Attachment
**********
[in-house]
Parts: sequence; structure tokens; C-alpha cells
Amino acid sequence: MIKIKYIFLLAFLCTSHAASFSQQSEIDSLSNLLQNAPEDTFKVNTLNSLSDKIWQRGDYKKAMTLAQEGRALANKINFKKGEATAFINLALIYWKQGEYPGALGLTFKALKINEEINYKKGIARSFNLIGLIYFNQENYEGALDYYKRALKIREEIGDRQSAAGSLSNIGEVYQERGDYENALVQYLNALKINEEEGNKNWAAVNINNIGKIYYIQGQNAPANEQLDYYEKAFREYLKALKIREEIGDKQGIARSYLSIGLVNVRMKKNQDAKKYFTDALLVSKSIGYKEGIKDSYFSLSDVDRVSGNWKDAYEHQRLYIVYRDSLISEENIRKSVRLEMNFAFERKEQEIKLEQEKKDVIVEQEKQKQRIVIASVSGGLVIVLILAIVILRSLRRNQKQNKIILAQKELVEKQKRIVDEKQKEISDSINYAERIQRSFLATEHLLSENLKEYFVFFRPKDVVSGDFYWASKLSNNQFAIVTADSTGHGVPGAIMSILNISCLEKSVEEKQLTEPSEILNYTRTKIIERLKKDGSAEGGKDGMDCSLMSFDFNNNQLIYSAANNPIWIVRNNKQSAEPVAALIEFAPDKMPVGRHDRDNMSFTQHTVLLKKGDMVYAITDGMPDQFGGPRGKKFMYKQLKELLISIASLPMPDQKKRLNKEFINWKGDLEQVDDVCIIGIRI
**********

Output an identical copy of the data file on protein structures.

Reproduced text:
[in-house]
Parts: sequence; structure tokens; C-alpha cells
Amino acid sequence: MIKIKYIFLLAFLCTSHAASFSQQSEIDSLSNLLQNAPEDTFKVNTLNSLSDKIWQRGDYKKAMTLAQEGRALANKINFKKGEATAFINLALIYWKQGEYPGALGLTFKALKINEEINYKKGIARSFNLIGLIYFNQENYEGALDYYKRALKIREEIGDRQSAAGSLSNIGEVYQERGDYENALVQYLNALKINEEEGNKNWAAVNINNIGKIYYIQGQNAPANEQLDYYEKAFREYLKALKIREEIGDKQGIARSYLSIGLVNVRMKKNQDAKKYFTDALLVSKSIGYKEGIKDSYFSLSDVDRVSGNWKDAYEHQRLYIVYRDSLISEENIRKSVRLEMNFAFERKEQEIKLEQEKKDVIVEQEKQKQRIVIASVSGGLVIVLILAIVILRSLRRNQKQNKIILAQKELVEKQKRIVDEKQKEISDSINYAERIQRSFLATEHLLSENLKEYFVFFRPKDVVSGDFYWASKLSNNQFAIVTADSTGHGVPGAIMSILNISCLEKSVEEKQLTEPSEILNYTRTKIIERLKKDGSAEGGKDGMDCSLMSFDFNNNQLIYSAANNPIWIVRNNKQSAEPVAALIEFAPDKMPVGRHDRDNMSFTQHTVLLKKGDMVYAITDGMPDQFGGPRGKKFMYKQLKELLISIASLPMPDQKKRLNKEFINWKGDLEQVDDVCIIGIRI